Saturday, January 31, 2015

Hidetchi's Shogi Dictionary

Any English speaker attempting serious study of shogi knows the biggest issue involved. It's language. Most of the primary source material that shogi masters study is still only published in Japanese.

Those of us that take up the study of Japanese in an effort to overcome the language barrier learn very quickly, shogi has a unique vocabulary. Shogi specific phrases don't translate well with online translation engines, and Japanese-English dictionaries don't have many of the shogi specific terms needed for reading Japanese shogi texts. Not only do we have to overcome the barrier of learning Japanese, but we also have to learn a specific niche of Japanese vocabulary that isn't found in standard textbooks and dictionaries.

Shogi Dictionary by Hidetchi
Some of the frustration has come to an end. We now have access to a shogi dictionary thanks to the hard work of Tomohide Kawasaki.

Thursday, January 29, 2015

Speeding up Shogi

I'd love to play a game of shogi, but I don't have time.

That's a common complaint. We all have limited time, and an hour to play, even our favorite game, is hard to come by. And if one or more of the players tend to think for a long time on each move, forget about a quick game.

Shogi games between evenly matched opponents often take over a hundred moves to complete. They can even take hundreds of moves to finish. And, with shogi's highly developed handicap system, all games tend to be between evenly matched opponents. The number of moves adds up to a long game, very quickly.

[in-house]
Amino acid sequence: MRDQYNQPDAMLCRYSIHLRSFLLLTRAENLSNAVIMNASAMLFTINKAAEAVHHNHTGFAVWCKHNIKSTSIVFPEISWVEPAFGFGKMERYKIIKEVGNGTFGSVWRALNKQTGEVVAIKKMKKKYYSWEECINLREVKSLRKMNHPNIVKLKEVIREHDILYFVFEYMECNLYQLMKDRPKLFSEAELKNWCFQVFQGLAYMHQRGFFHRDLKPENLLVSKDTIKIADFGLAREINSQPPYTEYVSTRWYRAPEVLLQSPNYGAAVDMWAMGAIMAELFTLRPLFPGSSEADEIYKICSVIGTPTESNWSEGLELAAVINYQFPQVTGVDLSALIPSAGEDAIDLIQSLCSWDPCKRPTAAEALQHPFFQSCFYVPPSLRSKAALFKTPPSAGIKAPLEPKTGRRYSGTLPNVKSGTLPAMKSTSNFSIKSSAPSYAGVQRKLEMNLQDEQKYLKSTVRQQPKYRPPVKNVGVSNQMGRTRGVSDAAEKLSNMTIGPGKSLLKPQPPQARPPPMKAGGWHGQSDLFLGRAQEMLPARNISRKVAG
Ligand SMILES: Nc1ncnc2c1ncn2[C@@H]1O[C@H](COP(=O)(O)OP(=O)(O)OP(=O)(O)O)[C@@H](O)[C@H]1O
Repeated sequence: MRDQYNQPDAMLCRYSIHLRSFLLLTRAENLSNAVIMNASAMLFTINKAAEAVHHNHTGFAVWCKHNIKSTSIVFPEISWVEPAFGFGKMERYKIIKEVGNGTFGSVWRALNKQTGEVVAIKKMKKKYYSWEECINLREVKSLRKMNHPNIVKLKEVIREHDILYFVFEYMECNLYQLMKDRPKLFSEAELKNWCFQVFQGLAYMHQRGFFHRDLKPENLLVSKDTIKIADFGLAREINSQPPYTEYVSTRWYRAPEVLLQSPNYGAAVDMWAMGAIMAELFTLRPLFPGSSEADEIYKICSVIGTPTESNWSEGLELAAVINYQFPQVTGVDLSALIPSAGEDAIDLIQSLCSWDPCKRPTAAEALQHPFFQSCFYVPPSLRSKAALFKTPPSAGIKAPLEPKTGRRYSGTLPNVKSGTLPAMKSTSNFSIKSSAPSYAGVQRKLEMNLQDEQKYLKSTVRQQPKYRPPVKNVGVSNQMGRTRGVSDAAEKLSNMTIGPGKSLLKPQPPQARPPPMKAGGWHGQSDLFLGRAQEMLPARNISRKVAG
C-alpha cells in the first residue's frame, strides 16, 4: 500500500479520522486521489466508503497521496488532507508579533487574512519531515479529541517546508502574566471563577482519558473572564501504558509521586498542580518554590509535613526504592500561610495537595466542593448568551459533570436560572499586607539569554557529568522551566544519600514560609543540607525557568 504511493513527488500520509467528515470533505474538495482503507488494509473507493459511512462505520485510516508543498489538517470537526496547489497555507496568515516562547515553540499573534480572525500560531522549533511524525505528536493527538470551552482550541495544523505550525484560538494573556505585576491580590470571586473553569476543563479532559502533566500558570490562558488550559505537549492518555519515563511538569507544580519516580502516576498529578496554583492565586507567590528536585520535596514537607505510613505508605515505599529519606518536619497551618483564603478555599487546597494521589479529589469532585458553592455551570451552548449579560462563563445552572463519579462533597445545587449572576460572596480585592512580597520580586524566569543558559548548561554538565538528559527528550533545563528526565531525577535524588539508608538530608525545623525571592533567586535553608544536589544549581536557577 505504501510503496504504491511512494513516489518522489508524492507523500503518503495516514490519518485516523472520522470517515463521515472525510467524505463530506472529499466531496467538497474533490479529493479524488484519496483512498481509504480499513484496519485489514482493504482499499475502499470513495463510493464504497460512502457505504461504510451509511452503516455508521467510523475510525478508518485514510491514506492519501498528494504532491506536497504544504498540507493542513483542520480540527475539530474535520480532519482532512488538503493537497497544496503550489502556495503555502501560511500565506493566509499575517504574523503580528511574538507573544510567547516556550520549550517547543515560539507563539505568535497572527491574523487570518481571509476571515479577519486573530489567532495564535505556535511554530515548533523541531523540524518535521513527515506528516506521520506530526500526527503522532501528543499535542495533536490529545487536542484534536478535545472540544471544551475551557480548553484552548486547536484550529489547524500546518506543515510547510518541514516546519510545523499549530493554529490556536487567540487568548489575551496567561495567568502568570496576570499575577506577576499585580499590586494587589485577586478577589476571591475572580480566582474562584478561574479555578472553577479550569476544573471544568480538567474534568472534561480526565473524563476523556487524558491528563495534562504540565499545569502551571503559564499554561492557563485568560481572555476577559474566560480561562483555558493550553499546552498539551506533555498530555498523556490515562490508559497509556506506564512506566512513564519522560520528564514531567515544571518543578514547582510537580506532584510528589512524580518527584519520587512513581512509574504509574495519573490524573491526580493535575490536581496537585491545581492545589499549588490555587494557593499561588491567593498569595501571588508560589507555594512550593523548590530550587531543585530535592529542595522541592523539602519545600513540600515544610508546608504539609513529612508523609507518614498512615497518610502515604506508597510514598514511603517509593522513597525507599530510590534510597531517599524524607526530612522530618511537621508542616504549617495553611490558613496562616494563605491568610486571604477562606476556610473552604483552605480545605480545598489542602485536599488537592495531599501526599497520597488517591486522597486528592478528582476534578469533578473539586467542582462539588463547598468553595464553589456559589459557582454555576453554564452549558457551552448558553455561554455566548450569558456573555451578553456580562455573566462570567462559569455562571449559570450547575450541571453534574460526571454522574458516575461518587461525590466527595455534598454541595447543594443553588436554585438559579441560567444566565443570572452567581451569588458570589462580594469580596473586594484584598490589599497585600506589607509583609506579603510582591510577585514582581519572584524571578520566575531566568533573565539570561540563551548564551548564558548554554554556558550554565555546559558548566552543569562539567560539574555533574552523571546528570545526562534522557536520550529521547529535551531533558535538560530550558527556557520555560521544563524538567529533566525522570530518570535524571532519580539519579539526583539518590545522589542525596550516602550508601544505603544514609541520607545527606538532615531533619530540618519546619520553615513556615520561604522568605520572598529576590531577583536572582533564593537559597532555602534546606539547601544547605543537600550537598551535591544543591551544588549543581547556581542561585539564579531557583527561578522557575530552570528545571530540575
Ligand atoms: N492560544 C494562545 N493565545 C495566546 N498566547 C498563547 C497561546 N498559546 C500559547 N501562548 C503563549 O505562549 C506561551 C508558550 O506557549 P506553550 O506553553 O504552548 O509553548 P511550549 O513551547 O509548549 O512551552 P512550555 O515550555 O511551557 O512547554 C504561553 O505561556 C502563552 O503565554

Monday, January 26, 2015

Five Shogi Tips for Novices

You've played your first few games of shogi, and want some quick tips to impove your game. Shogi players range in skill from first-time players to fully professional players making their living off shogi play. Advanced strategies aren't a good starting point for novice players. Here are five tips tailored for shogi begginers. These tips just might save your king.

Saturday, January 24, 2015

In remembrance of George Hodges (1934-2010)



George Hodges first learned shogi from Trevor Leggett's book, Shogi: Japan's Game of Strategy (1966). He felt Westerners would love shogi, so arranged the creation of westernized shogi sets, and imported traditional shogi sets from Japan. With the help of Glyndon Townhill, he devised the common English shogi game notation still used globally.